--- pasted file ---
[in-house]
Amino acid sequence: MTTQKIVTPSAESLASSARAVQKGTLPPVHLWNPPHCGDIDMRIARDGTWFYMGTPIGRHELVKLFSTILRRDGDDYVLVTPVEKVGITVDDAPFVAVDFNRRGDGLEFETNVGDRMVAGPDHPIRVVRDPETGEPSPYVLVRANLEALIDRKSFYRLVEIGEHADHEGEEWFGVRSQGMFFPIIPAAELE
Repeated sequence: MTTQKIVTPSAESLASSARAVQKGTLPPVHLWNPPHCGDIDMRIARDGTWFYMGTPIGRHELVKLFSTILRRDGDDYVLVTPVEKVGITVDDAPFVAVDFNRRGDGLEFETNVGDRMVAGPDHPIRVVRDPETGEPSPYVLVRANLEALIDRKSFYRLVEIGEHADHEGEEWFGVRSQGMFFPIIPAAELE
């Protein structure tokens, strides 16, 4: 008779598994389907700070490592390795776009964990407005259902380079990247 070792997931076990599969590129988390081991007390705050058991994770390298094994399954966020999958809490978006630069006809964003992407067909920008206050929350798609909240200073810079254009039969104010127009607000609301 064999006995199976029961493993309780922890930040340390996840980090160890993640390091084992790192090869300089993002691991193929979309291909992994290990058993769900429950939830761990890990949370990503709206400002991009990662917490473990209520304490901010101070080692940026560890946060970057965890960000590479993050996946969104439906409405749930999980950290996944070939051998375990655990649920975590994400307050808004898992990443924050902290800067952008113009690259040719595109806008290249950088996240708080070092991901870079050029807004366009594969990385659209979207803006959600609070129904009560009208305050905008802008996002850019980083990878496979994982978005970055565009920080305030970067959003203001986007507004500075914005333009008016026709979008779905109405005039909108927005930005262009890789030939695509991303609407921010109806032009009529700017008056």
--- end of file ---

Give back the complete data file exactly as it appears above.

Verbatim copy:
[in-house]
Amino acid sequence: MTTQKIVTPSAESLASSARAVQKGTLPPVHLWNPPHCGDIDMRIARDGTWFYMGTPIGRHELVKLFSTILRRDGDDYVLVTPVEKVGITVDDAPFVAVDFNRRGDGLEFETNVGDRMVAGPDHPIRVVRDPETGEPSPYVLVRANLEALIDRKSFYRLVEIGEHADHEGEEWFGVRSQGMFFPIIPAAELE
Repeated sequence: MTTQKIVTPSAESLASSARAVQKGTLPPVHLWNPPHCGDIDMRIARDGTWFYMGTPIGRHELVKLFSTILRRDGDDYVLVTPVEKVGITVDDAPFVAVDFNRRGDGLEFETNVGDRMVAGPDHPIRVVRDPETGEPSPYVLVRANLEALIDRKSFYRLVEIGEHADHEGEEWFGVRSQGMFFPIIPAAELE
């Protein structure tokens, strides 16, 4: 008779598994389907700070490592390795776009964990407005259902380079990247 070792997931076990599969590129988390081991007390705050058991994770390298094994399954966020999958809490978006630069006809964003992407067909920008206050929350798609909240200073810079254009039969104010127009607000609301 064999006995199976029961493993309780922890930040340390996840980090160890993640390091084992790192090869300089993002691991193929979309291909992994290990058993769900429950939830761990890990949370990503709206400002991009990662917490473990209520304490901010101070080692940026560890946060970057965890960000590479993050996946969104439906409405749930999980950290996944070939051998375990655990649920975590994400307050808004898992990443924050902290800067952008113009690259040719595109806008290249950088996240708080070092991901870079050029807004366009594969990385659209979207803006959600609070129904009560009208305050905008802008996002850019980083990878496979994982978005970055565009920080305030970067959003203001986007507004500075914005333009008016026709979008779905109405005039909108927005930005262009890789030939695509991303609407921010109806032009009529700017008056």